Resident asks for backyard campfire ban
One Vernon man has asked the city to consider banning backyard campfires and backyard wood-burning appliances.
Gary Butt appeared as a delegation before Vernon council, stating his request stems from an issue in his East Hill neighbourhood.
“My neighbour built a fire pit in his backyard and it’s approximately 11.25 meters from my bedroom,” said Butt. “When he burns wood, the smoke and ash rises, as his house is located on a hill below me, so that smoke and ash rises, enters our backyard and comes into my house through the windows.”
Butt said when his neighbour is burning in his backyard, he can’t use his own yard because of the ash and smoke. The neighbour, he said, does not light fires when it rains or there’s a fire ban in place.
Along with the smoke, Butt is concerned for his family’s health. His wife suffers from bronchitis, he said, and his daughter-in-law is asthmatic, and both conditions get irritated when the burning begins.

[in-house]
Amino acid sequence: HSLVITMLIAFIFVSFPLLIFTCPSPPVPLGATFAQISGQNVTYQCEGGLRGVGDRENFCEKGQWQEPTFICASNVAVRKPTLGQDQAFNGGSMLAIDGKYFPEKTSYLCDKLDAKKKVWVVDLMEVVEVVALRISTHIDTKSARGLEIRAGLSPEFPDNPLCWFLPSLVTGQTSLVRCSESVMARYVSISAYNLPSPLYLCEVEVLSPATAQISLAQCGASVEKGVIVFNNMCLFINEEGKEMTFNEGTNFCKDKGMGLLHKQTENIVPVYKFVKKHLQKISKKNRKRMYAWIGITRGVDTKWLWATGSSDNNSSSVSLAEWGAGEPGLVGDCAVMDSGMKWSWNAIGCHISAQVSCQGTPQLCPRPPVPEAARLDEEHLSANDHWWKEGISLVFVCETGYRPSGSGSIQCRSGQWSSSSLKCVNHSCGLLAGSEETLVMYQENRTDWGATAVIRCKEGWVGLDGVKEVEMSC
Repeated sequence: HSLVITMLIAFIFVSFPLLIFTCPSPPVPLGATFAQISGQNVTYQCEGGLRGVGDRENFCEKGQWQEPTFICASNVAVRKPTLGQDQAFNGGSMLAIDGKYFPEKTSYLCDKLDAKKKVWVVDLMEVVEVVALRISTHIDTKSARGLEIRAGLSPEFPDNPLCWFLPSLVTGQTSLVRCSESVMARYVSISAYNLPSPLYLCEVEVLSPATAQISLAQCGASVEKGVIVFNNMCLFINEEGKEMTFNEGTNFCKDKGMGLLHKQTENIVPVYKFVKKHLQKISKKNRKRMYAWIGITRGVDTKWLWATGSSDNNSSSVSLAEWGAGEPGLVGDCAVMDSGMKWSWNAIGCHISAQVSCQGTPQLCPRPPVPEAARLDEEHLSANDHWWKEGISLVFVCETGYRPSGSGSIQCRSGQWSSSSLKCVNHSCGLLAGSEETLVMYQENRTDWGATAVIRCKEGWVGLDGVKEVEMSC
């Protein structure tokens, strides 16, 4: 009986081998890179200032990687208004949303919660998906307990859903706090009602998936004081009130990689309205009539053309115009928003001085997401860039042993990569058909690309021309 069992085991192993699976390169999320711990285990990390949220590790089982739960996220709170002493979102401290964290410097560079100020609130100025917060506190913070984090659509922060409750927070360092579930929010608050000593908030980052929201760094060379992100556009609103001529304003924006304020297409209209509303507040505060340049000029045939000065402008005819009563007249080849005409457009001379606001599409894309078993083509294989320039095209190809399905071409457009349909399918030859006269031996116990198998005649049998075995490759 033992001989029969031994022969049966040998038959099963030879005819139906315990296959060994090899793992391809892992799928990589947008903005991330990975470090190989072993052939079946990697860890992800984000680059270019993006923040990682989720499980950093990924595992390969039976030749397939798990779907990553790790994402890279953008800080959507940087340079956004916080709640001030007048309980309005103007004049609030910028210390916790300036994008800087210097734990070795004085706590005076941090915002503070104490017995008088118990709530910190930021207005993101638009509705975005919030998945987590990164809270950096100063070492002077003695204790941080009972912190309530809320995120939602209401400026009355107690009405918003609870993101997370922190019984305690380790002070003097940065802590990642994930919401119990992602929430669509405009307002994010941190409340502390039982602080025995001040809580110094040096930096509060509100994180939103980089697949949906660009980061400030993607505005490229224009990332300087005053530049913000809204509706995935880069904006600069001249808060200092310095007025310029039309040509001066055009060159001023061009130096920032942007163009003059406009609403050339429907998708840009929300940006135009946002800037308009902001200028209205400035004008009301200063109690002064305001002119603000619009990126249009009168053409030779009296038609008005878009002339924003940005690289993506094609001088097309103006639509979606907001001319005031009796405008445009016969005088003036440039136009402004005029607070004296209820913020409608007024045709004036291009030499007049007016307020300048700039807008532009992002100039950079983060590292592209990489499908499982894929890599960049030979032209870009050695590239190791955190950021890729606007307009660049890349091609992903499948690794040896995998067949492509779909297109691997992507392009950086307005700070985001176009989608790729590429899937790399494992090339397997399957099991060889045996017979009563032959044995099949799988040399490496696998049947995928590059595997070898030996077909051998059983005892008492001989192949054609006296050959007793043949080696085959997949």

Butt said he’s asked people why they would want a backyard fire pit, and he said the answer he mainly receives is to be able to enjoy their property and to roast wieners and marshmallows.
“You can go to an outdoors store and for $100, you can buy a gas-operated campfire which replicates an actual campfire,” he said. “You can cook marshmallows, cook hot dogs and enjoy the great outdoors in your backyard without emitting the smoke, ash and other irritants that affect other people.”
If council won’t ban backyard campires, Butt asked that the city restrict them to city parks so the city can regulate the number of campfires operated, or restrict campfires to acreage properties, where there is a greater distance between residences.
Mayor Rob Sawatzky told Butt that council does not deal with delegations on the same agenda, that time will be needed for council to do its due diligence on the matter.
As a former physician, though, Sawatzky agreed with Butt that open burning in a backyard can be a health risk.
“A lot of young asthmatics that we see in this valley, when the air quality is quite poor it’ll be related to wood burning,” said Sawatzky. “It’s a frightening experience for parents and children.”
Coun. Juliette Cunningham asked city bylaw enforcement manager Clint Kanester if his office receives a lot of burning complaints.
“We do periodically get complaints about smoke and general use,” said Kanester. “They are investigated but I don’t have the exact numbers with me.”
Kanester promised to have the number available to council at a subsequent meeting.